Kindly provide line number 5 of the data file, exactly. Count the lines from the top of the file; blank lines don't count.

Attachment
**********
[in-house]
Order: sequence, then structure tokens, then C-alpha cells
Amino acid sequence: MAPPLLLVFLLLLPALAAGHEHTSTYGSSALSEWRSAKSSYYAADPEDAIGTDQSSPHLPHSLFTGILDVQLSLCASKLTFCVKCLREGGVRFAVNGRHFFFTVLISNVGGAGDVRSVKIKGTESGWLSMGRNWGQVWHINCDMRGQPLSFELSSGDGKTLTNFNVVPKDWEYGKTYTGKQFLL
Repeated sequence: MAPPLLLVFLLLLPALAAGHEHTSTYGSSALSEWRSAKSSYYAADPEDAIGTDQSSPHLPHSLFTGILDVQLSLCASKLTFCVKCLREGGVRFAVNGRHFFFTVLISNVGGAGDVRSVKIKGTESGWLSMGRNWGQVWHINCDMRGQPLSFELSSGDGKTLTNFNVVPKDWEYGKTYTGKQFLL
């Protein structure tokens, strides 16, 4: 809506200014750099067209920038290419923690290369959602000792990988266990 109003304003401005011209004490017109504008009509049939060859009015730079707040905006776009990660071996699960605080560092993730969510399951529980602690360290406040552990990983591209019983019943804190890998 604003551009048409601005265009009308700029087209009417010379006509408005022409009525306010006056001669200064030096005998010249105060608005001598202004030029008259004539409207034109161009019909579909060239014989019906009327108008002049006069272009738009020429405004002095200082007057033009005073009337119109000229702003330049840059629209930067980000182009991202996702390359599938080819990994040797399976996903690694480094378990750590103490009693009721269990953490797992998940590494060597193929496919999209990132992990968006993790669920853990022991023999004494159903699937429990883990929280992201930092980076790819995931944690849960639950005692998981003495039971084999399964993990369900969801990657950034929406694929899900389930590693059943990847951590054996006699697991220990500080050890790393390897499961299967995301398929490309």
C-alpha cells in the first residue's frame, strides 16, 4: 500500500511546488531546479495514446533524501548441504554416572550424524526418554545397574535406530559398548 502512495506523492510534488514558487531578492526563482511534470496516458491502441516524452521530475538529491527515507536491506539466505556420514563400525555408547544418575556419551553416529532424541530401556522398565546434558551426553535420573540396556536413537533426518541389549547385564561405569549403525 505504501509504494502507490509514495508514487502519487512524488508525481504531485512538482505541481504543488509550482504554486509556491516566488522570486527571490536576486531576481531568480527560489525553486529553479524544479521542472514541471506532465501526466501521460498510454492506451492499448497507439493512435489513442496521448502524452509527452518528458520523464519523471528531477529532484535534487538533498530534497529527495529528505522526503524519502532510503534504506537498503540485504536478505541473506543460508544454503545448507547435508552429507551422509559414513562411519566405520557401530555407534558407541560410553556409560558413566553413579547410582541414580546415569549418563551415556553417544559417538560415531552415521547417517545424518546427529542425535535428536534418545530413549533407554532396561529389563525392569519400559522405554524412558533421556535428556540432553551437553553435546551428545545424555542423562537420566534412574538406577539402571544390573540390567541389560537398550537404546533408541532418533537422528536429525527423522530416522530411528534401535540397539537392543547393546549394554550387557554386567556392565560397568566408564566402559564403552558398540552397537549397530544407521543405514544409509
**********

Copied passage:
């Protein structure tokens, strides 16, 4: 809506200014750099067209920038290419923690290369959602000792990988266990 109003304003401005011209004490017109504008009509049939060859009015730079707040905006776009990660071996699960605080560092993730969510399951529980602690360290406040552990990983591209019983019943804190890998 604003551009048409601005265009009308700029087209009417010379006509408005022409009525306010006056001669200064030096005998010249105060608005001598202004030029008259004539409207034109161009019909579909060239014989019906009327108008002049006069272009738009020429405004002095200082007057033009005073009337119109000229702003330049840059629209930067980000182009991202996702390359599938080819990994040797399976996903690694480094378990750590103490009693009721269990953490797992998940590494060597193929496919999209990132992990968006993790669920853990022991023999004494159903699937429990883990929280992201930092980076790819995931944690849960639950005692998981003495039971084999399964993990369900969801990657950034929406694929899900389930590693059943990847951590054996006699697991220990500080050890790393390897499961299967995301398929490309």